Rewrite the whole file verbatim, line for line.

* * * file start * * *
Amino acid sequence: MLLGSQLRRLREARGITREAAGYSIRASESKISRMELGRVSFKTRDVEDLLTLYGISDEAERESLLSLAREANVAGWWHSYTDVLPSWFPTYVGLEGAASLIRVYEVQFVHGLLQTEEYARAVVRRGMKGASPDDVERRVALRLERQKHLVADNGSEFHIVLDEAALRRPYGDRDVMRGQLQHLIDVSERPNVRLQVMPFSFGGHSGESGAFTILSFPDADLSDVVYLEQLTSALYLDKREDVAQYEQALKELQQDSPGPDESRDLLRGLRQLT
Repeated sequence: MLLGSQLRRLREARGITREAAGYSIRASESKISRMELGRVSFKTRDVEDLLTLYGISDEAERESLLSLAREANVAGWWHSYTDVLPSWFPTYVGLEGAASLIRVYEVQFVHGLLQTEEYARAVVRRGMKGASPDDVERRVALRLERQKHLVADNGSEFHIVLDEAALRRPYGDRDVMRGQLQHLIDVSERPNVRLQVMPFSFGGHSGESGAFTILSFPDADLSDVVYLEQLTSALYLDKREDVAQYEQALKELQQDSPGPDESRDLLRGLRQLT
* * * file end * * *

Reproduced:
Amino acid sequence: MLLGSQLRRLREARGITREAAGYSIRASESKISRMELGRVSFKTRDVEDLLTLYGISDEAERESLLSLAREANVAGWWHSYTDVLPSWFPTYVGLEGAASLIRVYEVQFVHGLLQTEEYARAVVRRGMKGASPDDVERRVALRLERQKHLVADNGSEFHIVLDEAALRRPYGDRDVMRGQLQHLIDVSERPNVRLQVMPFSFGGHSGESGAFTILSFPDADLSDVVYLEQLTSALYLDKREDVAQYEQALKELQQDSPGPDESRDLLRGLRQLT
Repeated sequence: MLLGSQLRRLREARGITREAAGYSIRASESKISRMELGRVSFKTRDVEDLLTLYGISDEAERESLLSLAREANVAGWWHSYTDVLPSWFPTYVGLEGAASLIRVYEVQFVHGLLQTEEYARAVVRRGMKGASPDDVERRVALRLERQKHLVADNGSEFHIVLDEAALRRPYGDRDVMRGQLQHLIDVSERPNVRLQVMPFSFGGHSGESGAFTILSFPDADLSDVVYLEQLTSALYLDKREDVAQYEQALKELQQDSPGPDESRDLLRGLRQLT